The size of the acoustic cavity 20 defined by the length and width or the diameter thereof can be much smaller than the area identified by the indicia 16 indicating the position of a switch 12 so as to minimize the size of the transducer 26 and thus reduce the cost of the acoustic wave switch 12. It has been found that a finger does not have to completely cover the touch surface 28 of the acoustic cavity 20 in order to absorb sufficient amount of energy to be easily detected.

Various methods can be used to indicate the position of the switch 12. The indicia 16 indicating the position of the switch 12 can be formed with polyurethane paint. These paints do not drastically reduce the Q of the cavity. For a metal substrate 14 such as aluminum, anodization can provide striking contrasts. The coating is essentially aluminum oxide with a dye incorporated into the oxide via additives in an anodization bath. This method creates rugged indicia. Other methods that can be employed to create the indicia to identify the switch position are laser, mechanical or chemical engraving. With this method, an outline 80 of the switch position is preferably formed in an area outside of the acoustic cavity. Although the numeral indicia 81 is at least in part formed in the touch surface 28 of the acoustic cavity 20 the removal of the slight amount of mass to form the numeral indicia 81 does not effect the operation of the acoustic cavity 20. For glass and ceramic substrates 12, the indicia identifying the switch position can be painted on the substrate. In the case of glass and other transparent substrates, the indicia can be formed on the back surface of the substrate opposite the touch surface so that a coating providing the indicia is not exposed. The switch positions can also be identified by either a depressed or raised region formed in the substrate as discussed below.

As shown in FIG. 10, the indicia identifying the position of the switch 12 is a depressed region 90. The touch responsive surface 28 of the acoustic wave cavity 20 is generally centered in the depressed region 90. Because in practice, not all of the acoustic wave energy will be trapped within the cavity 20, it is preferred that the walls 92 of the depressed region be spaced from the walls 94 of the acoustic cavity 20 by a distance that is greater than or equal to 0.6 bc/n. As can be seen from FIG. 10, with this minimum spacing, even though the thickness of the substrate outside of the depressed region is greater than the thickness of the acoustic cavity 20, the acoustic cavity 20 still has a mass per unit area greater than that of the substrate 14 adjacent to the cavity so as to enable the acoustic wave energy to be substantially trapped in the cavity 20. In FIG. 11, the indicia identifying the switch position 12 is a raised region 96. Again in this embodiment, the side wall 97 of the raised region 96 should be spaced a distance from the edge 94 of the acoustic cavity 20 by a distance that is greater than or equal to 0.6 bc/n so as to prevent leaked acoustic energy at the edge 97 from effecting the operation of the cavity 20. In the embodiment in FIG. 12, the raised surface 96 indicating the position of the switch 12 also forms the mesa 22 with the transducer 12 mounted directly on the back surface 29 of the acoustic cavity 20 and substrate 14. In this embodiment, the minimum spacing between the edge of one mesa 22 and an adjacent mesa is 0.6 bc/n.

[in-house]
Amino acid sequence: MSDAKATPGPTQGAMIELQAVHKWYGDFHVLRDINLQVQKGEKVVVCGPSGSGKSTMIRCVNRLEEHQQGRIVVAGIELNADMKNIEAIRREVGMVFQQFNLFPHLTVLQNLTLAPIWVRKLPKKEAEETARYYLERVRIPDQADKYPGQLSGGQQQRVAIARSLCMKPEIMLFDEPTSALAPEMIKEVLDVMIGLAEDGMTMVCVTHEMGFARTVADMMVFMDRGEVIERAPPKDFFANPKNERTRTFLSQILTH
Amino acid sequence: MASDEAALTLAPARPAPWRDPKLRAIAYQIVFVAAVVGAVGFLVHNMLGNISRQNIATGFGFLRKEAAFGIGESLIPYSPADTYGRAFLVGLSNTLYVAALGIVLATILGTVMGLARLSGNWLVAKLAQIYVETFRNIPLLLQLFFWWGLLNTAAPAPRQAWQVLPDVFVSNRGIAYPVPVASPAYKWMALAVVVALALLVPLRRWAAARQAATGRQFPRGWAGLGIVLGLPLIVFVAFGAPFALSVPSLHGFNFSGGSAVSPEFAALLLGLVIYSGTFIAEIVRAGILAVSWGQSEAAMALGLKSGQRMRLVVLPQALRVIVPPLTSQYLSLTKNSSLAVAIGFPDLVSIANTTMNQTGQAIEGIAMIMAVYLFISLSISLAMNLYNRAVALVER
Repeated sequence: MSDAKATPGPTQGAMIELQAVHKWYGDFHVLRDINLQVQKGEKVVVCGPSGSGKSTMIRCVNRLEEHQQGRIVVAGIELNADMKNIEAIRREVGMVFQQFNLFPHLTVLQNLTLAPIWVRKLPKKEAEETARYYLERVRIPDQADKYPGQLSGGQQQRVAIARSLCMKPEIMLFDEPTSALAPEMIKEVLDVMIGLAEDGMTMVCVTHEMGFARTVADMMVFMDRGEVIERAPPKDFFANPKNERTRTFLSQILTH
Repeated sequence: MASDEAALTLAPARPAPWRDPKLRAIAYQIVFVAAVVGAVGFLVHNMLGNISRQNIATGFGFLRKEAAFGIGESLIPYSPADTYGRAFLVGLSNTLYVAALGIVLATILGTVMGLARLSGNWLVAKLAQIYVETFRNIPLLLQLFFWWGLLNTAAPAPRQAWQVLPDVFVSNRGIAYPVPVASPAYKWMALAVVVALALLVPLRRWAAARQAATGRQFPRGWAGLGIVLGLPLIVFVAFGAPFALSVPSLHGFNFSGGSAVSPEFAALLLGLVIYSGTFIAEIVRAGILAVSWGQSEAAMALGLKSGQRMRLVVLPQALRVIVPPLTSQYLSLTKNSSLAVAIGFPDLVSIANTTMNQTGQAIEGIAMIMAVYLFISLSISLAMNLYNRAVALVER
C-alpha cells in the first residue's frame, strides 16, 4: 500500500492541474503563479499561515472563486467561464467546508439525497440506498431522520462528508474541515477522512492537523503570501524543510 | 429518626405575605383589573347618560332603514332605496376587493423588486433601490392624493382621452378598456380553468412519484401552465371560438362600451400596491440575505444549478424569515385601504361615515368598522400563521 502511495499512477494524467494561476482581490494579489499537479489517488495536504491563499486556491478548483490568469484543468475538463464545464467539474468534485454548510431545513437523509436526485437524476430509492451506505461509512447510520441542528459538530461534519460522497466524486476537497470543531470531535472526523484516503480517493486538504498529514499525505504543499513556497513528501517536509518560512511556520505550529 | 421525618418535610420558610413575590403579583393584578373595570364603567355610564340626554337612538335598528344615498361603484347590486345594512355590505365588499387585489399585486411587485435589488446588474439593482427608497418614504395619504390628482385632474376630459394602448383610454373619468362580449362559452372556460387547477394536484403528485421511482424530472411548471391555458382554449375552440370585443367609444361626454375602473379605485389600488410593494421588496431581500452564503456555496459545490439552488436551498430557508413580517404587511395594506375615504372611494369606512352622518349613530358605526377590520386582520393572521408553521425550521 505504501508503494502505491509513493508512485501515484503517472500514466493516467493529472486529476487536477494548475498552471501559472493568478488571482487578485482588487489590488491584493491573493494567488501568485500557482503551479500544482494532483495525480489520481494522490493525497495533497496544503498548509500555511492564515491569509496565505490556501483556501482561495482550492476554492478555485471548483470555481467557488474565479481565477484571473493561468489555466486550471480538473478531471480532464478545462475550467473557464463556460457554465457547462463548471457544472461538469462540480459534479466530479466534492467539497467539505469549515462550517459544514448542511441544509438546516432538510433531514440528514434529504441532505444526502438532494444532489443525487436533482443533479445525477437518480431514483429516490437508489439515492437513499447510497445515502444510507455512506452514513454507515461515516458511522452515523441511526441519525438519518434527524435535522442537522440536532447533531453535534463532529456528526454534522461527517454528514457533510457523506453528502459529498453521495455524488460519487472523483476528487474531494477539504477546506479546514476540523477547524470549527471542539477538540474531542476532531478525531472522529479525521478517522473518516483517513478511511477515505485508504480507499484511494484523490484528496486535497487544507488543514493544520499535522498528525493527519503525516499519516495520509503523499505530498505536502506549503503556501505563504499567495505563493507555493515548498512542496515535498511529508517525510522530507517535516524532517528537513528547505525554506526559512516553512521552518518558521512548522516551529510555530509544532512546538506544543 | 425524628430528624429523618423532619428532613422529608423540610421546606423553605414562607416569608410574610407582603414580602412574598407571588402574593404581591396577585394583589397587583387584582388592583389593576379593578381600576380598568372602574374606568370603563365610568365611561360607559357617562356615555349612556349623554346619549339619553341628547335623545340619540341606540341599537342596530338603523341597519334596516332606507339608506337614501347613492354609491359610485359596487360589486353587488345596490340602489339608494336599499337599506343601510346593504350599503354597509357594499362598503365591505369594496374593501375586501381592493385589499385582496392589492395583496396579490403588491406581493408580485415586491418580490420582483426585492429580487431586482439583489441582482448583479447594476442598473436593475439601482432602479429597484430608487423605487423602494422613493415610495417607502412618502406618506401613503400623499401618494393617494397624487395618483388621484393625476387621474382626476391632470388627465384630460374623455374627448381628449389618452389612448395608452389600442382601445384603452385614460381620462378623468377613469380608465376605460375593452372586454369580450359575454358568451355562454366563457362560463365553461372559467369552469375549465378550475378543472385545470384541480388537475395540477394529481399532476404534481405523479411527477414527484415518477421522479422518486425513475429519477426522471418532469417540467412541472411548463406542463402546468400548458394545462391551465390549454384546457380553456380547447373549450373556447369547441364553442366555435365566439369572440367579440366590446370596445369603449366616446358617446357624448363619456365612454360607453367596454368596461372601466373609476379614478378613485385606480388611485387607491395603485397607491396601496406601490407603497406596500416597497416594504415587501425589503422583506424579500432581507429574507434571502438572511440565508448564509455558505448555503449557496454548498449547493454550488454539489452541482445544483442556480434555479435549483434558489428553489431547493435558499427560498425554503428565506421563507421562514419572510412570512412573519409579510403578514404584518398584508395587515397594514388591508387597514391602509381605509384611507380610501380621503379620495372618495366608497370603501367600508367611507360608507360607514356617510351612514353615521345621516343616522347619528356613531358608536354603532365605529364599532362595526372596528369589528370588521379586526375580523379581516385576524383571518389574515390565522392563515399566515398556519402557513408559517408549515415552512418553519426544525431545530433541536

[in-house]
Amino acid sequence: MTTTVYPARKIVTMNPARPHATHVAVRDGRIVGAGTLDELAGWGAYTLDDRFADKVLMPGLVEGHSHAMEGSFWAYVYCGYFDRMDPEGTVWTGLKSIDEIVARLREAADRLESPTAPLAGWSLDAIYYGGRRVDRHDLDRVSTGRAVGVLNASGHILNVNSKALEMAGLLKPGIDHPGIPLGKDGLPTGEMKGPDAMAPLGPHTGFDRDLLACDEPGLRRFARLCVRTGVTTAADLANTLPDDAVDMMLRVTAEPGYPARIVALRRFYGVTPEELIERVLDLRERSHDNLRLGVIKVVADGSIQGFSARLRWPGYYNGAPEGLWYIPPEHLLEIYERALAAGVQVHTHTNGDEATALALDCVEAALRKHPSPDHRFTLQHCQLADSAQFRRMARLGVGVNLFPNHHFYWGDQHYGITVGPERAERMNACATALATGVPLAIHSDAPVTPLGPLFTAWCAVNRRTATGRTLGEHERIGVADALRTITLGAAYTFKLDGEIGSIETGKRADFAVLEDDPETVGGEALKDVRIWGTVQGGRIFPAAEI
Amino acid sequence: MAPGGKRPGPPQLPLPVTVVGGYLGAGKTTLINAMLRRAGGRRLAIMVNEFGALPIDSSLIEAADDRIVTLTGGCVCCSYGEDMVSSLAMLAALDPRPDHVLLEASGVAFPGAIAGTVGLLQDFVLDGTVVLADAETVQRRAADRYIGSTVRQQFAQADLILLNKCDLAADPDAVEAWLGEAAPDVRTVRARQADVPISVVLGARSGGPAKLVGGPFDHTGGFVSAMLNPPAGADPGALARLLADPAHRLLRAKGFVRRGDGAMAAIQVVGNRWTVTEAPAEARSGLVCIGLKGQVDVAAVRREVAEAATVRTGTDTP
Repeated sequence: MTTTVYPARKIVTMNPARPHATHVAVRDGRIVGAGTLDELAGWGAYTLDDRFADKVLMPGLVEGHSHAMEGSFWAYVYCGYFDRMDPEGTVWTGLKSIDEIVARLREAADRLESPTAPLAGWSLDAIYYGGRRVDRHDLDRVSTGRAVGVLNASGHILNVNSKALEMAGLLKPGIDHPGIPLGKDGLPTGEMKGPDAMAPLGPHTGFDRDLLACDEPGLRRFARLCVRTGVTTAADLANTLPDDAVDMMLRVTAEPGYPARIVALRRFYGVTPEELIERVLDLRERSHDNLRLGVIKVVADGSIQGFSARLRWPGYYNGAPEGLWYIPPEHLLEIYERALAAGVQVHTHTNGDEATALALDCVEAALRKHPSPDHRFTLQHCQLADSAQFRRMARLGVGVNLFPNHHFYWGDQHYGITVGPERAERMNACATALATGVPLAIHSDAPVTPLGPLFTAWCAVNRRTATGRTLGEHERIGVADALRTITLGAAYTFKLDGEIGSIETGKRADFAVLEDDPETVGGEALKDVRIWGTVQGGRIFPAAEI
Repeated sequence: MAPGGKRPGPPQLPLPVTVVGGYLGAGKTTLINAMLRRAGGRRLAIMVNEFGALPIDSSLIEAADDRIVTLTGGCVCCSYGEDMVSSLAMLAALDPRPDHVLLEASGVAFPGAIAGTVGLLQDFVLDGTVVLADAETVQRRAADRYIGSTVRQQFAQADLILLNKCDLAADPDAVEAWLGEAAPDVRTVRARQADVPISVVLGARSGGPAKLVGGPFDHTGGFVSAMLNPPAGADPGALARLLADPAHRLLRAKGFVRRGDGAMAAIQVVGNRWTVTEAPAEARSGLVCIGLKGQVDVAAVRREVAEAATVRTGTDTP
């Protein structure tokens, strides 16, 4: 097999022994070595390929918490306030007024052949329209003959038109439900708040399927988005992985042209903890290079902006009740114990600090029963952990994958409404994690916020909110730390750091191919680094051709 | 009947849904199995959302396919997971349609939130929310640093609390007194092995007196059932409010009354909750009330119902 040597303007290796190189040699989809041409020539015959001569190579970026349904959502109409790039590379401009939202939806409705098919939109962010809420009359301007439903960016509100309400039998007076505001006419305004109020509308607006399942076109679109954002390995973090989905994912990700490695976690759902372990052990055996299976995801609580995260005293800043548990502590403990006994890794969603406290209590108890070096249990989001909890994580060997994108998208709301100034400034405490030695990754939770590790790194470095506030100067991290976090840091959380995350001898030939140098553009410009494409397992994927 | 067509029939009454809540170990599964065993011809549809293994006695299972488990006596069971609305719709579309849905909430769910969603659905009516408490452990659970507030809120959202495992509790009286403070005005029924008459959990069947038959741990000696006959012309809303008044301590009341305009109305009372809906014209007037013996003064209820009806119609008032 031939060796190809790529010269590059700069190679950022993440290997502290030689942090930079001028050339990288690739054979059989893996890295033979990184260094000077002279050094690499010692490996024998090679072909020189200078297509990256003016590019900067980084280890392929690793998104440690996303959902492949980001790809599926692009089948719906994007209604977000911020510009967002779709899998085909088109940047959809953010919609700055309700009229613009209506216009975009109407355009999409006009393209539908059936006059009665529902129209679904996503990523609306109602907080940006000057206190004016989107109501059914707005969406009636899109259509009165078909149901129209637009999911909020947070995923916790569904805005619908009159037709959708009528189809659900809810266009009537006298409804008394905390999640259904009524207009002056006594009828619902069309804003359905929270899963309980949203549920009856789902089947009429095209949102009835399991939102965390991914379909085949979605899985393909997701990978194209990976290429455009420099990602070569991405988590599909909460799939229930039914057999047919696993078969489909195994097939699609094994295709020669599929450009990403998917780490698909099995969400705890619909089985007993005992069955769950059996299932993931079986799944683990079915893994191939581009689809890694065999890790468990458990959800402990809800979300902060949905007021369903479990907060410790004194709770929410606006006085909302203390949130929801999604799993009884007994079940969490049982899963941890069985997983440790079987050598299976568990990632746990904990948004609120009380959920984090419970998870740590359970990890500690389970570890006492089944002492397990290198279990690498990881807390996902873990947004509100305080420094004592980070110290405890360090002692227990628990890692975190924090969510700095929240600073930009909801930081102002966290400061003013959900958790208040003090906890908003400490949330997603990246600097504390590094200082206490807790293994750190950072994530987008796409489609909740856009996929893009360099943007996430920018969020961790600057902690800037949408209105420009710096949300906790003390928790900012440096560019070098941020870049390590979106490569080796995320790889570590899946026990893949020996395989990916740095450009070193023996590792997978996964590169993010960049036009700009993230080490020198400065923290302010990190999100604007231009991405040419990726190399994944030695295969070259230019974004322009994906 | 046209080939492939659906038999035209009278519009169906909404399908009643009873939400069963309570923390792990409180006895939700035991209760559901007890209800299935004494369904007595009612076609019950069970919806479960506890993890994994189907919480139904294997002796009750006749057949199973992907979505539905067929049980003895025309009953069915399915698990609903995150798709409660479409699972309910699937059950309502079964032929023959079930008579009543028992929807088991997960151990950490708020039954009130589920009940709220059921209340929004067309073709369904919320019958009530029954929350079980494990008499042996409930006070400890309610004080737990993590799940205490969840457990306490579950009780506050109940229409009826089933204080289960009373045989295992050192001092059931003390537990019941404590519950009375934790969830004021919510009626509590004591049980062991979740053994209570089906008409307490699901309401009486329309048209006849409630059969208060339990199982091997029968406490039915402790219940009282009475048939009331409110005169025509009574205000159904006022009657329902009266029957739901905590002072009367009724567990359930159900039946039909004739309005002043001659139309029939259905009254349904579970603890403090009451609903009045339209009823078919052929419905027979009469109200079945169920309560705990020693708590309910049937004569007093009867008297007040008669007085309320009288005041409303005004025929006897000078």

Feedback to the user that the switch 12 has been actuated can be provided by a number of different methods. For example, the detection circuitry can actuate a beeper or the like to provide sound feedback to the user that a touch has actuated the switch 12. Alternatively, the circuit can actuate a light or the like to provide visual feedback. Tactile and audible feedback can be provided in accordance with the embodiments depicted in FIGS. 13-15. In this embodiment, an acoustic wave absorbing switch actuator 100 is positioned over the touch surface 28. The switch actuator 100 is formed of a metal or plastic dome 102 or the like with an acoustic wave absorbing material or coating 104 on the inner surface thereof. The acoustic wave absorbing material 104 may be a urethane rubber or the like. When the actuator 100 is depressed by a finger as depicted in FIG. 14, the acoustic wave absorbing material 104 touches the touch surface 28 of the switch 12 so as to actuate the switch. Tactile feedback is provided when the touch surface 28 is contacted by the switch actuator 100. Further, when the dome deforms, a clicking sound may be produced to provide an audible feedback. An overlay 106, as depicted in FIG. 15, and formed of silicone rubber or the like can be positioned over the switch actuators 100 to provide a smooth top surface.